April 26, 2018

When the election turns into a selection

Khawaja Asif
Imran Khan likes to refer to Nawaz Sharif as The Godfather because the Supreme Court in its infinite wisdom decided to reference “The Godfather” (a fictional book by Mario Puzo) in the Panamagate verdict. He likes to use it because because the analogy reinforces the idea that Nawaz Sharif is a don (head of the PML-N), surrounded by his henchmen (top leadership of the PML-N), running Pakistan’s version of the Sicilian mafia. Today, the Islamabad High Court disqualified another one of Nawaz Sharif’s henchmen — Khawaja Asif, for life. Khawaja Asif said he’ll appeal the verdict in the Supreme Court, but we all see a lost cause when we see one, right?

Or maybe we don’t. This is more fuel to the fire. First, they went after Nawaz Sharif. They technically couldn’t do much to him because hey, nothing — not the offshore companies and not the accursed flats in London —  was actually in his name. They were either under his sons’ names, or they were under Maryam Nawaz Sharif Safdar’s name. So what did they do? They pulled the lamest excuse in the entire universe, that Nawaz Sharif is dishonest and untruthful because he did not declare that he could have received a salary from the company of his son, registered in Dubai, and even though he actually did not receive that salary, he still could have received it, to disqualify him from the prime ministership. You still want to say they weren’t out to get him from the start?

Khawaja Asif’s case is different. He has an iqama of the UAE — a residence visa — which allows him the ability to flitter between Pakistan and Dubai should the going get tough; which it seems to have gotten. But the judges said it was not his iqama that was the problem; it was the fact that he was receiving a monthly salary from Dubai, and had not declared his employment in his nomination papers. This made him ineligible to contest the elections in the first place. In 2017, Usman Dar of the PTI filed a petition challenging the legality of Khawaja Asif’s election and thus, Khawaja Asif was also found dishonest and untruthful much like Nawaz Sharif and now, he’s out on his butt for the rest of his life. The establishment’s blue eyed boy celebrates wild today.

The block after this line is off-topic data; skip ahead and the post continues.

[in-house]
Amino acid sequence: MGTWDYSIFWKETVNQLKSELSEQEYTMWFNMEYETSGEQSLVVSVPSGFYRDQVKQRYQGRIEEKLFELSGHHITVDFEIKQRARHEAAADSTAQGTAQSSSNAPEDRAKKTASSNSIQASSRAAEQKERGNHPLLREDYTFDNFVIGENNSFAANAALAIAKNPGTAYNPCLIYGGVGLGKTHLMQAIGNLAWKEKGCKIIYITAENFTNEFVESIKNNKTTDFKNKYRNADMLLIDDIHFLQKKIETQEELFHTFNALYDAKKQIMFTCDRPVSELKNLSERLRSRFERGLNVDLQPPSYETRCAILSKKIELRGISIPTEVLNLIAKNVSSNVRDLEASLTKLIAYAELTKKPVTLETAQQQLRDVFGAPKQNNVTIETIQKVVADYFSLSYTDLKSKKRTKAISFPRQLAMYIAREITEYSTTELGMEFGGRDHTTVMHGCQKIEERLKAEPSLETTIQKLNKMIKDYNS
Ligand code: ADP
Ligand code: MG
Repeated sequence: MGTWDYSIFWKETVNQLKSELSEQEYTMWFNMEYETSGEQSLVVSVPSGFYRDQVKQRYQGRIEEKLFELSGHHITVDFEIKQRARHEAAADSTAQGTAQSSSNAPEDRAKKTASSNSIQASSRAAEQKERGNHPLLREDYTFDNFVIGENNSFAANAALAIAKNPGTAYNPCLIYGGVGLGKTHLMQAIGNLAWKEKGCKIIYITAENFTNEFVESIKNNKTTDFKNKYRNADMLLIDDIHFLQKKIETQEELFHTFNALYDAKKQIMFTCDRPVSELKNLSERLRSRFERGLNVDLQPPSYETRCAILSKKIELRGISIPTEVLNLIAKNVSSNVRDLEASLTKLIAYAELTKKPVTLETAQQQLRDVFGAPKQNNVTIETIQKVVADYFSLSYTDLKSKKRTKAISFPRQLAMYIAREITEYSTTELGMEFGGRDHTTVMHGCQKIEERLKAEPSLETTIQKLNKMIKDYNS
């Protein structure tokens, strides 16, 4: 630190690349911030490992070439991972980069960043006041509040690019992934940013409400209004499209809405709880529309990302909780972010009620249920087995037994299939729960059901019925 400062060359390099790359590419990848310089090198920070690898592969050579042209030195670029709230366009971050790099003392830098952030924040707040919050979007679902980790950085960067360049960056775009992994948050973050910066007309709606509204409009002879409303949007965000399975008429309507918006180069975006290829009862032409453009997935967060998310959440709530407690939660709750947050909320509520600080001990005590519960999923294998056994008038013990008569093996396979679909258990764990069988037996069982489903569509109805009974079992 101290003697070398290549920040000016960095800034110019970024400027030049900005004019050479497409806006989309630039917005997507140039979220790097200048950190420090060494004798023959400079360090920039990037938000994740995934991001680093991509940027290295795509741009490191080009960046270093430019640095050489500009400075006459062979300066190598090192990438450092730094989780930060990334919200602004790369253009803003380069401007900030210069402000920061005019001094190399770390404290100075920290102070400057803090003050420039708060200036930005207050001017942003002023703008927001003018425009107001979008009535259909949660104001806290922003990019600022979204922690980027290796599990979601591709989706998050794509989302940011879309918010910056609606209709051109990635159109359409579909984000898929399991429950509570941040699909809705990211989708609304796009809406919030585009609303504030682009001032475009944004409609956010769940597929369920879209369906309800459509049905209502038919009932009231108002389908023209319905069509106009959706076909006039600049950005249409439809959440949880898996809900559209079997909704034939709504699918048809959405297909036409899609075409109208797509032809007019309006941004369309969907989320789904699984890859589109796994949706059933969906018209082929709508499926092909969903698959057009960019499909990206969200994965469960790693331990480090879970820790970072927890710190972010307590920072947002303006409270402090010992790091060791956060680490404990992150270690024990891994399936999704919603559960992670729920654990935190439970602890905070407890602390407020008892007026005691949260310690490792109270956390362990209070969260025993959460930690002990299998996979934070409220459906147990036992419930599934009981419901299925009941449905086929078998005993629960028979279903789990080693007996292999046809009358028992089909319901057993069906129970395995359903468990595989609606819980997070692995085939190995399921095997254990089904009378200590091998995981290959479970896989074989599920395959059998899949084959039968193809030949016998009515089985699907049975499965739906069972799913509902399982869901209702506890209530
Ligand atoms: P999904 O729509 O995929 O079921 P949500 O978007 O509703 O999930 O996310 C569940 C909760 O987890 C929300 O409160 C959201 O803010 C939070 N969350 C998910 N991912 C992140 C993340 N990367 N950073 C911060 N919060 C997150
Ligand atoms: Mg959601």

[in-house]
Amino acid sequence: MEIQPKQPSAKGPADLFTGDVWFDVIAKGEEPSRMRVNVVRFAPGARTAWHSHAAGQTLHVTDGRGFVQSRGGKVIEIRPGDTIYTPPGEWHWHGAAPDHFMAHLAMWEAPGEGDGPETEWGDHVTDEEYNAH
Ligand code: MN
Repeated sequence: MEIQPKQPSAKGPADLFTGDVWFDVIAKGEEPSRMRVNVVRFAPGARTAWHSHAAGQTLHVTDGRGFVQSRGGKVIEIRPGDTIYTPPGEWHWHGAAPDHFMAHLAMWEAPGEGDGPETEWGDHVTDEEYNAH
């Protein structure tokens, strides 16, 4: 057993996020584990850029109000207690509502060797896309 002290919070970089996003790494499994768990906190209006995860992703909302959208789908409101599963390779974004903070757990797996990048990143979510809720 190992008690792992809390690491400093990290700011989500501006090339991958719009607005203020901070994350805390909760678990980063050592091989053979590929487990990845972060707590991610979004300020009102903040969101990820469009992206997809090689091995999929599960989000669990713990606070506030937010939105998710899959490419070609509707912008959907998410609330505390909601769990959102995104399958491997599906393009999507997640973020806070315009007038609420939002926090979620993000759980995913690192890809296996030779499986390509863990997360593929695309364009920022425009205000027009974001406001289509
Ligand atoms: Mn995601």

We are part of the democratic process. This means that when a judge passes a ruling, we are bound by our civic duty as upstanding citizens of our country to accept it. But even the judges in this case had to concede that this ugliness has gone on for far too long now. Justice Athar Minallah wrote in the judgement that:

“It would have been been appropriate if the petitioner [Usman Dar of the PTI] had gone to the parliament to deliberate on this matter, before invoking the jurisdiction of the court.” 

But Usman Dar did not go to the parliament. He used the precedent set by the Supreme Court, which weaponized Articles 62 and 63 of the constitution of Pakistan, and used it as a sword to cut off Khawaja Asif’s political legacy.

The judiciary (and by extension, the PTI) has made a complete mockery of the democratic and political process in Pakistan. It is the people of Pakistan who elected Nawaz Sharif, Khawaja Asif, Chaudhry Nisar, Imran Khan, Usman Dar, Jehangir Khan Tareen, Asad Umar, and it should be the people of Pakistan who should decide how to punish those who lie to them. And the ladies and gentlemen that the people of Pakistan have elected to sit in the parliament of Pakistan, should deliberate on what needs to be done to those who violate the sanctity of the oath that they’ve taken. That’s the democratic process.

Instead, we’ve got power hungry maniacs invoking a judicial martial law and using it again and again to fire at those that they’re opposed to. The judiciary’s role is not to adjudicate on the political destiny of Pakistan; that is the job of the parliament and the people of Pakistan. The judiciary’s job is to ensure that due process and the spirit of the law is followed.

As it turns out, the PTI would much rather have the judiciary of Pakistan decide the political destiny of Pakistan, even if it means the spirit of the law gets trampled beneath the heavy boots of irony.